While I believe if both people try hard enough, any marriage can be saved, how do we prevent infidelity in our relationships? First, we must close the door to emotional infidelity as it will lead to physical infidelity.
1. Stay true to your word, especially your vows. Forsaking all others means forsaking all others.
2. Realize if you wouldn't want your spouse to know about it, it is wrong.
3. Do not engage in inappropriate and/or sexual conduct with anyone else.
4. Communicate. If your needs aren't being met by your spouse, you have a duty to tell him or her that and mutually agree on your plan of action. Refusing to communicate will cause your spouse to look to others for acceptance, support and understanding.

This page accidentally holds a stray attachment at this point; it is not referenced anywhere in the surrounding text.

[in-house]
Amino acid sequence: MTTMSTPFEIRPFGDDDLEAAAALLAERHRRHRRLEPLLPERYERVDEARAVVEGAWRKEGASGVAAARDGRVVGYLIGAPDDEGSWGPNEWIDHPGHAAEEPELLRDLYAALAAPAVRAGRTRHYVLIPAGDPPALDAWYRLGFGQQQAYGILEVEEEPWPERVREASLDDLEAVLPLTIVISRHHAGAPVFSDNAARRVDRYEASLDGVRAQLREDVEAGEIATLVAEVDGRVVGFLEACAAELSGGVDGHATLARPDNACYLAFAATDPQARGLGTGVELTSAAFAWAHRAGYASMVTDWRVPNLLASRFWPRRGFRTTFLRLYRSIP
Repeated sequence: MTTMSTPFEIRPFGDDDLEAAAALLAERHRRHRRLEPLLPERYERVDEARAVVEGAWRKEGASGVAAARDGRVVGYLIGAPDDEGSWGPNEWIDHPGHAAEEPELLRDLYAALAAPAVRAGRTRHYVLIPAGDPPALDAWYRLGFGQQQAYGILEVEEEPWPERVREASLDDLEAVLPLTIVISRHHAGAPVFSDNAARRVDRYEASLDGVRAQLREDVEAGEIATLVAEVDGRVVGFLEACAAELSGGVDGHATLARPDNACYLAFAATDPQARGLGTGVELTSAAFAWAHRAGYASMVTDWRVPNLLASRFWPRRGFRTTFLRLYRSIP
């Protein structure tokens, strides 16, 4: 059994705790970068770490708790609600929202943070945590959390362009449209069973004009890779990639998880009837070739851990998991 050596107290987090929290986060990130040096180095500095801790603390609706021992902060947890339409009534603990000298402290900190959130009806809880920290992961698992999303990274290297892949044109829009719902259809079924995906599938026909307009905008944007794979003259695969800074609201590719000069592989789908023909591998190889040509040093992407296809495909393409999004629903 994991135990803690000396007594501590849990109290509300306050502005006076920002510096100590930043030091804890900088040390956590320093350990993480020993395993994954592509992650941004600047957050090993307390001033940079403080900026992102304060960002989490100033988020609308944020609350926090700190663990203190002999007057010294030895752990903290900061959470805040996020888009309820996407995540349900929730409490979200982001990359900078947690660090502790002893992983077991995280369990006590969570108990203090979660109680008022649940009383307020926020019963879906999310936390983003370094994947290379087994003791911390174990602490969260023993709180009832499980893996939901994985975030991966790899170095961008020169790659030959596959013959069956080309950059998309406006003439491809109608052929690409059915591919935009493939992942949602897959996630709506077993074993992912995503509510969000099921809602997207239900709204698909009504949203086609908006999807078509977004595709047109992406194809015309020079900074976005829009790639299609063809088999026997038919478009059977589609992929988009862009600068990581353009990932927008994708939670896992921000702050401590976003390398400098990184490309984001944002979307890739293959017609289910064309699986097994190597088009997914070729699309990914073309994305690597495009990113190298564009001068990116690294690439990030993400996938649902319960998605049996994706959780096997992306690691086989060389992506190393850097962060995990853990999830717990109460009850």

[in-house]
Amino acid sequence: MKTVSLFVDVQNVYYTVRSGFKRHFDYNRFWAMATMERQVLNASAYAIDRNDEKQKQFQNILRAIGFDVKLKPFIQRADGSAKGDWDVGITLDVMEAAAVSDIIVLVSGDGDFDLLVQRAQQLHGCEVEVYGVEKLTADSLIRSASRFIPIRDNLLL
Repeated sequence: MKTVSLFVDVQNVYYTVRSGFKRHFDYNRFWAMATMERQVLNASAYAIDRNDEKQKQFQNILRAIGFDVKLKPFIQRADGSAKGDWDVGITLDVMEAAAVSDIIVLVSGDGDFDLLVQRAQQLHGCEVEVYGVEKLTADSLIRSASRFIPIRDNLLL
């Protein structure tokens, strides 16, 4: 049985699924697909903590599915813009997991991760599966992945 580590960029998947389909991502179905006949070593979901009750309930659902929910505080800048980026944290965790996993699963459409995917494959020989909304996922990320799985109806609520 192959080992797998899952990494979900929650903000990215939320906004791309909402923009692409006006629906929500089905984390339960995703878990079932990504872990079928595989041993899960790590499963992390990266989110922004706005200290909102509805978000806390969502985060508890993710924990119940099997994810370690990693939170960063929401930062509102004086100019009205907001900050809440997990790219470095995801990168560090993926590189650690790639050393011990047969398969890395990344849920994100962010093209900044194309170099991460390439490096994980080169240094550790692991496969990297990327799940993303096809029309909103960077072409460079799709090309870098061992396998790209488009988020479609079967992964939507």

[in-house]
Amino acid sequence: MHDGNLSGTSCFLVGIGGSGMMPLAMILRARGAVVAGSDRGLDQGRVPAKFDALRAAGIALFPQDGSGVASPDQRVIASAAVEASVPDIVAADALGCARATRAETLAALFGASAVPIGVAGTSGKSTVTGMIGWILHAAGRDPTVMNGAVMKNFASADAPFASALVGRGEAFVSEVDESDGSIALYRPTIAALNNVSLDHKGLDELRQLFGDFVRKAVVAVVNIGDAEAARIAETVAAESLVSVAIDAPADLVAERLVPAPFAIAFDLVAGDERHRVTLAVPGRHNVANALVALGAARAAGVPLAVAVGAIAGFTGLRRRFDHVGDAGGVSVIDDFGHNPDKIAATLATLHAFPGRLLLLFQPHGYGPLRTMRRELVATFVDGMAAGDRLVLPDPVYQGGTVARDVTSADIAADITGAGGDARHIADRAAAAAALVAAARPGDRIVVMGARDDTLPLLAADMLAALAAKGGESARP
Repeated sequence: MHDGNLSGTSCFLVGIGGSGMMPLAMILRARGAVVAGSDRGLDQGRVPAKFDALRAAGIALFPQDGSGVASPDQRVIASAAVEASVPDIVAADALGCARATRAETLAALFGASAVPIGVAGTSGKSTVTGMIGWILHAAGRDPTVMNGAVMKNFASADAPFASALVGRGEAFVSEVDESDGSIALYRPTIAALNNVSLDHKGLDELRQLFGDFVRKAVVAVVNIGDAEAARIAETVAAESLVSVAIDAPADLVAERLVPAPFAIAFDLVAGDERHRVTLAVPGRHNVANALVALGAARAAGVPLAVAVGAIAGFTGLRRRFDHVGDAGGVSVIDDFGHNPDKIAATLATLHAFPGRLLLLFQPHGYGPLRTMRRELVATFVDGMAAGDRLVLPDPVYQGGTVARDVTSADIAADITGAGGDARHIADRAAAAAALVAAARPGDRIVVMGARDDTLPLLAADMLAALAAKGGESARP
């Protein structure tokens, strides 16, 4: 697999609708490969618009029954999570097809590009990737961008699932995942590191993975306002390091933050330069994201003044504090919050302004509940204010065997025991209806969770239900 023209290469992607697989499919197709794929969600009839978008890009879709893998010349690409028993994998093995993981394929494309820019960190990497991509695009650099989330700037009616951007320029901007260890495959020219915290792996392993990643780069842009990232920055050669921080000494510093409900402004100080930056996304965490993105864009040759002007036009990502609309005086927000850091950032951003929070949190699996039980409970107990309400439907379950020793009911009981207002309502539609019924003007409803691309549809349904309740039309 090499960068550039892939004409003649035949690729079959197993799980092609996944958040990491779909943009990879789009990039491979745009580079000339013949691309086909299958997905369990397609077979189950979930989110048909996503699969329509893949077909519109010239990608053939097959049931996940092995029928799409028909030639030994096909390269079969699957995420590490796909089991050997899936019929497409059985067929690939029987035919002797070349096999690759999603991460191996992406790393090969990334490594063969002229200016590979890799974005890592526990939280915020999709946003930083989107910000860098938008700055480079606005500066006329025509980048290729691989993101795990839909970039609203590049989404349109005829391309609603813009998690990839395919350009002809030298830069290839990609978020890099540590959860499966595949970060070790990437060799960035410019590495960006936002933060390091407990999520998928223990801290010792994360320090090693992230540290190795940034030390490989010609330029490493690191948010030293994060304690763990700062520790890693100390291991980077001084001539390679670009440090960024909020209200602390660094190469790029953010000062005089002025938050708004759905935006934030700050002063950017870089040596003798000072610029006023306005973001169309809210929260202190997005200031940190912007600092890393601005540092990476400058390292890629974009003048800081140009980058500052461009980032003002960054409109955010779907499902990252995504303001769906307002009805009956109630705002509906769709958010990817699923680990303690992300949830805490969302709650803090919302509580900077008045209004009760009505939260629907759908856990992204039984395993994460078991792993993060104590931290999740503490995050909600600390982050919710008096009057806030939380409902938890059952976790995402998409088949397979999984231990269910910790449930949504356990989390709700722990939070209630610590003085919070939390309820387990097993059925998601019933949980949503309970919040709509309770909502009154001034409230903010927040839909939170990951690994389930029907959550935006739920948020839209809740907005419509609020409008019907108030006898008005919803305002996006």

5. Steer clear of friends and family who lead you astray by deliberately causing issues in your relationship. Family or not, these people have no place in your lives.
6. Respect and honor your spouse's feelings ~ whether you agree or not.
7. Don't lie. About anything. Because when you get caught in your lie, the distrust begins. Especially when you lie about little things. If you will lie about the small stuff, we know you will lie about the big stuff.
8. Make time to do things together, just the two of you, at least once a month.
9. Keep the focus on your marriage and each other.
10. Pay attention to each other and compliment each other regularly.
11. Talk about your goals, hopes, fantasies, dreams, etc.
12. Surround yourselves with people who have healthy relationships. Too many single friends threaten a marriage.
13. Do not take each other for granted. Remember, there are hundreds upon hundreds of people out there who will give your spouse the love and support he or she is craving.
14. Accept responsibility for your own actions and feelings.
15. Don't stop having sex!